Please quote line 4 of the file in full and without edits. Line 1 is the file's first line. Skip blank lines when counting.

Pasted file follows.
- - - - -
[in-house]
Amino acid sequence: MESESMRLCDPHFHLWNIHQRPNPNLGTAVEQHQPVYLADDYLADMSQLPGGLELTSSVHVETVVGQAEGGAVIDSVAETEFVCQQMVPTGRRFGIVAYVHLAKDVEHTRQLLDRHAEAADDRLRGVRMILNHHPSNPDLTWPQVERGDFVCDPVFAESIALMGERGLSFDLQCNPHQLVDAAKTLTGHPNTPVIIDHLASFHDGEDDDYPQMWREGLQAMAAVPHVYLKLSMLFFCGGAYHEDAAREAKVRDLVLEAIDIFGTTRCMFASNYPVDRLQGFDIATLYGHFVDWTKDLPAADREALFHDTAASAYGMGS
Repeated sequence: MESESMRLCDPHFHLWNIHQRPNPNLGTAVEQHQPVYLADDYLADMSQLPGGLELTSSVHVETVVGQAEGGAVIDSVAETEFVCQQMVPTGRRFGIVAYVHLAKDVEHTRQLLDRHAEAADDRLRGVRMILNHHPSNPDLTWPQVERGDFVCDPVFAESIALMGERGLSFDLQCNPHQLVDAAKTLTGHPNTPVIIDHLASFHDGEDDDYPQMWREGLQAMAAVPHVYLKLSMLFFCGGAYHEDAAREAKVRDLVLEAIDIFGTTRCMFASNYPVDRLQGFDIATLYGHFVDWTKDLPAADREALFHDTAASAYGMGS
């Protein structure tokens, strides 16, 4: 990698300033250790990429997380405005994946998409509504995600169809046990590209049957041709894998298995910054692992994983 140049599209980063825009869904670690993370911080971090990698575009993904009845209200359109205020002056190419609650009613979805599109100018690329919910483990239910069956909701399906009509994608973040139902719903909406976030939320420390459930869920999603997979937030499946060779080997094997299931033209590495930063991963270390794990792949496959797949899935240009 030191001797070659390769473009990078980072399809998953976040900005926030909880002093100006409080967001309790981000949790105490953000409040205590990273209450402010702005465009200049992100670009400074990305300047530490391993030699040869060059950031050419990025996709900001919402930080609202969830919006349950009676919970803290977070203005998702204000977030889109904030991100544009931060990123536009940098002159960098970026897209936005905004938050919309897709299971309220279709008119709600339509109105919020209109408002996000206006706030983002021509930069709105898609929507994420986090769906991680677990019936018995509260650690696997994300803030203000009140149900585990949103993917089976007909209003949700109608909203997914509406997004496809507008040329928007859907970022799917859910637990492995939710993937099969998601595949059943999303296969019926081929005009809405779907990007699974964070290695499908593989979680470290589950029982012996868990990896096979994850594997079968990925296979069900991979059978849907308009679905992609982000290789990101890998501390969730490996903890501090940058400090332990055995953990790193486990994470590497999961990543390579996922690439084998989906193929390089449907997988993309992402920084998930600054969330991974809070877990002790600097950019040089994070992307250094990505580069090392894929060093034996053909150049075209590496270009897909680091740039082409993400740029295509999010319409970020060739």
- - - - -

């Protein structure tokens, strides 16, 4: 990698300033250790990429997380405005994946998409509504995600169809046990590209049957041709894998298995910054692992994983 140049599209980063825009869904670690993370911080971090990698575009993904009845209200359109205020002056190419609650009613979805599109100018690329919910483990239910069956909701399906009509994608973040139902719903909406976030939320420390459930869920999603997979937030499946060779080997094997299931033209590495930063991963270390794990792949496959797949899935240009 030191001797070659390769473009990078980072399809998953976040900005926030909880002093100006409080967001309790981000949790105490953000409040205590990273209450402010702005465009200049992100670009400074990305300047530490391993030699040869060059950031050419990025996709900001919402930080609202969830919006349950009676919970803290977070203005998702204000977030889109904030991100544009931060990123536009940098002159960098970026897209936005905004938050919309897709299971309220279709008119709600339509109105919020209109408002996000206006706030983002021509930069709105898609929507994420986090769906991680677990019936018995509260650690696997994300803030203000009140149900585990949103993917089976007909209003949700109608909203997914509406997004496809507008040329928007859907970022799917859910637990492995939710993937099969998601595949059943999303296969019926081929005009809405779907990007699974964070290695499908593989979680470290589950029982012996868990990896096979994850594997079968990925296979069900991979059978849907308009679905992609982000290789990101890998501390969730490996903890501090940058400090332990055995953990790193486990994470590497999961990543390579996922690439084998989906193929390089449907997988993309992402920084998930600054969330991974809070877990002790600097950019040089994070992307250094990505580069090392894929060093034996053909150049075209590496270009897909680091740039082409993400740029295509999010319409970020060739």